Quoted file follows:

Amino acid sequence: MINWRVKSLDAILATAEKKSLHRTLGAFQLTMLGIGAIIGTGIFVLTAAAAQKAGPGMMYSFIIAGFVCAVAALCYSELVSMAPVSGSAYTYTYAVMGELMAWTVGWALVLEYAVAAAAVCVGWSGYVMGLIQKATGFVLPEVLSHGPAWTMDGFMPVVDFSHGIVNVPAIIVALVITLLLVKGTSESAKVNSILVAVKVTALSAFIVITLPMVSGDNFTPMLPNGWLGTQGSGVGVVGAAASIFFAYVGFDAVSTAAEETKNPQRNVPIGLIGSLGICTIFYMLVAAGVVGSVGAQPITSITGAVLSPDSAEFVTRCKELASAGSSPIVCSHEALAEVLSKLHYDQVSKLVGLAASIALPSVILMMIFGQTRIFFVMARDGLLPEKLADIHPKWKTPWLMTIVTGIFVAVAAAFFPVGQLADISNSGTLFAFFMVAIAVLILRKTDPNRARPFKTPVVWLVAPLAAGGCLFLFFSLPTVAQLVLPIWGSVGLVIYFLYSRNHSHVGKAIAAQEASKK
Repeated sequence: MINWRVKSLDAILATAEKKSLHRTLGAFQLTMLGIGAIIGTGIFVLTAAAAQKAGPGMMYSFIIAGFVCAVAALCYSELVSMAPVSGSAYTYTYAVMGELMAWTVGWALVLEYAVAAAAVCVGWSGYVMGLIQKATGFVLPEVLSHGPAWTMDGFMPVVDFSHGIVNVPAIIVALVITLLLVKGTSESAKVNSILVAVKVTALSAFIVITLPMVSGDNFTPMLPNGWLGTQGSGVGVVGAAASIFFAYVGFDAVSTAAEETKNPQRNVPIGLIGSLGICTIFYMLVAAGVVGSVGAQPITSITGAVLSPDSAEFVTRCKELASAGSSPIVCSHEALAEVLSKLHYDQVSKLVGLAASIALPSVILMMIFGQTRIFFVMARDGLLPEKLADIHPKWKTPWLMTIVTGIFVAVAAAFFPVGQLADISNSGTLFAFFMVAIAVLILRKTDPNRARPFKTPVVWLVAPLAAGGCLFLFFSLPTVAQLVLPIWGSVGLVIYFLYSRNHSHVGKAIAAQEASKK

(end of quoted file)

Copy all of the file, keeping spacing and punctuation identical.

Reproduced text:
Amino acid sequence: MINWRVKSLDAILATAEKKSLHRTLGAFQLTMLGIGAIIGTGIFVLTAAAAQKAGPGMMYSFIIAGFVCAVAALCYSELVSMAPVSGSAYTYTYAVMGELMAWTVGWALVLEYAVAAAAVCVGWSGYVMGLIQKATGFVLPEVLSHGPAWTMDGFMPVVDFSHGIVNVPAIIVALVITLLLVKGTSESAKVNSILVAVKVTALSAFIVITLPMVSGDNFTPMLPNGWLGTQGSGVGVVGAAASIFFAYVGFDAVSTAAEETKNPQRNVPIGLIGSLGICTIFYMLVAAGVVGSVGAQPITSITGAVLSPDSAEFVTRCKELASAGSSPIVCSHEALAEVLSKLHYDQVSKLVGLAASIALPSVILMMIFGQTRIFFVMARDGLLPEKLADIHPKWKTPWLMTIVTGIFVAVAAAFFPVGQLADISNSGTLFAFFMVAIAVLILRKTDPNRARPFKTPVVWLVAPLAAGGCLFLFFSLPTVAQLVLPIWGSVGLVIYFLYSRNHSHVGKAIAAQEASKK
Repeated sequence: MINWRVKSLDAILATAEKKSLHRTLGAFQLTMLGIGAIIGTGIFVLTAAAAQKAGPGMMYSFIIAGFVCAVAALCYSELVSMAPVSGSAYTYTYAVMGELMAWTVGWALVLEYAVAAAAVCVGWSGYVMGLIQKATGFVLPEVLSHGPAWTMDGFMPVVDFSHGIVNVPAIIVALVITLLLVKGTSESAKVNSILVAVKVTALSAFIVITLPMVSGDNFTPMLPNGWLGTQGSGVGVVGAAASIFFAYVGFDAVSTAAEETKNPQRNVPIGLIGSLGICTIFYMLVAAGVVGSVGAQPITSITGAVLSPDSAEFVTRCKELASAGSSPIVCSHEALAEVLSKLHYDQVSKLVGLAASIALPSVILMMIFGQTRIFFVMARDGLLPEKLADIHPKWKTPWLMTIVTGIFVAVAAAFFPVGQLADISNSGTLFAFFMVAIAVLILRKTDPNRARPFKTPVVWLVAPLAAGGCLFLFFSLPTVAQLVLPIWGSVGLVIYFLYSRNHSHVGKAIAAQEASKK